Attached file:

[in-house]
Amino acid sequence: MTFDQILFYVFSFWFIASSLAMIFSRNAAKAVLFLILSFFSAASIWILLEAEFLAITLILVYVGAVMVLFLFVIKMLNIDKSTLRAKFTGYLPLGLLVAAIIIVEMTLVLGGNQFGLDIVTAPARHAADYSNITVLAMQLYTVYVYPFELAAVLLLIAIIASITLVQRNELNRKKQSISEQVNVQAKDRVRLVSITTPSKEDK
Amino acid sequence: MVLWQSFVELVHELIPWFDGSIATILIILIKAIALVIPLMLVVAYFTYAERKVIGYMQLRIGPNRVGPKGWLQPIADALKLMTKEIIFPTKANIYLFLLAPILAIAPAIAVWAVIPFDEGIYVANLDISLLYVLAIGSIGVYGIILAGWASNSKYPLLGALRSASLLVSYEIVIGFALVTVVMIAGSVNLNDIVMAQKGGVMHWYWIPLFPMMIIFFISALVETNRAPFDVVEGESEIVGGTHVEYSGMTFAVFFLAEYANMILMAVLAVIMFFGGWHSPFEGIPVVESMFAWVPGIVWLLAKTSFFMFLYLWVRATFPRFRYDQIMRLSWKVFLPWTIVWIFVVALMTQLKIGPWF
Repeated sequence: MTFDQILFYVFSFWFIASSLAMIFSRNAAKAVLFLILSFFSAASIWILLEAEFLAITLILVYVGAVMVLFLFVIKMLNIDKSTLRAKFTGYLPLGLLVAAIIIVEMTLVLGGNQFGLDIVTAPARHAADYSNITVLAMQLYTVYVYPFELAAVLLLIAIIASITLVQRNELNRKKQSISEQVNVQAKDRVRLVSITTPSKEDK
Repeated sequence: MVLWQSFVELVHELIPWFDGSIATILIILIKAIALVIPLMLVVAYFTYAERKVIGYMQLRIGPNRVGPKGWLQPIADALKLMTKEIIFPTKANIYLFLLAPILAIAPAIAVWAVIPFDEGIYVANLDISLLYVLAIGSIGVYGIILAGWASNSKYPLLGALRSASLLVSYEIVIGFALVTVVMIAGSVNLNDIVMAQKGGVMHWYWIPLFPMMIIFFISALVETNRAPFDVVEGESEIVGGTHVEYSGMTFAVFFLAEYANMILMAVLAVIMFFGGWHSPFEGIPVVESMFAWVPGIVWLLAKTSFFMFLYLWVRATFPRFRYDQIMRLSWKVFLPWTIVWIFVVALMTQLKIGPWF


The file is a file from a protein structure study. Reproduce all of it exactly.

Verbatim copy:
[in-house]
Amino acid sequence: MTFDQILFYVFSFWFIASSLAMIFSRNAAKAVLFLILSFFSAASIWILLEAEFLAITLILVYVGAVMVLFLFVIKMLNIDKSTLRAKFTGYLPLGLLVAAIIIVEMTLVLGGNQFGLDIVTAPARHAADYSNITVLAMQLYTVYVYPFELAAVLLLIAIIASITLVQRNELNRKKQSISEQVNVQAKDRVRLVSITTPSKEDK
Amino acid sequence: MVLWQSFVELVHELIPWFDGSIATILIILIKAIALVIPLMLVVAYFTYAERKVIGYMQLRIGPNRVGPKGWLQPIADALKLMTKEIIFPTKANIYLFLLAPILAIAPAIAVWAVIPFDEGIYVANLDISLLYVLAIGSIGVYGIILAGWASNSKYPLLGALRSASLLVSYEIVIGFALVTVVMIAGSVNLNDIVMAQKGGVMHWYWIPLFPMMIIFFISALVETNRAPFDVVEGESEIVGGTHVEYSGMTFAVFFLAEYANMILMAVLAVIMFFGGWHSPFEGIPVVESMFAWVPGIVWLLAKTSFFMFLYLWVRATFPRFRYDQIMRLSWKVFLPWTIVWIFVVALMTQLKIGPWF
Repeated sequence: MTFDQILFYVFSFWFIASSLAMIFSRNAAKAVLFLILSFFSAASIWILLEAEFLAITLILVYVGAVMVLFLFVIKMLNIDKSTLRAKFTGYLPLGLLVAAIIIVEMTLVLGGNQFGLDIVTAPARHAADYSNITVLAMQLYTVYVYPFELAAVLLLIAIIASITLVQRNELNRKKQSISEQVNVQAKDRVRLVSITTPSKEDK
Repeated sequence: MVLWQSFVELVHELIPWFDGSIATILIILIKAIALVIPLMLVVAYFTYAERKVIGYMQLRIGPNRVGPKGWLQPIADALKLMTKEIIFPTKANIYLFLLAPILAIAPAIAVWAVIPFDEGIYVANLDISLLYVLAIGSIGVYGIILAGWASNSKYPLLGALRSASLLVSYEIVIGFALVTVVMIAGSVNLNDIVMAQKGGVMHWYWIPLFPMMIIFFISALVETNRAPFDVVEGESEIVGGTHVEYSGMTFAVFFLAEYANMILMAVLAVIMFFGGWHSPFEGIPVVESMFAWVPGIVWLLAKTSFFMFLYLWVRATFPRFRYDQIMRLSWKVFLPWTIVWIFVVALMTQLKIGPWF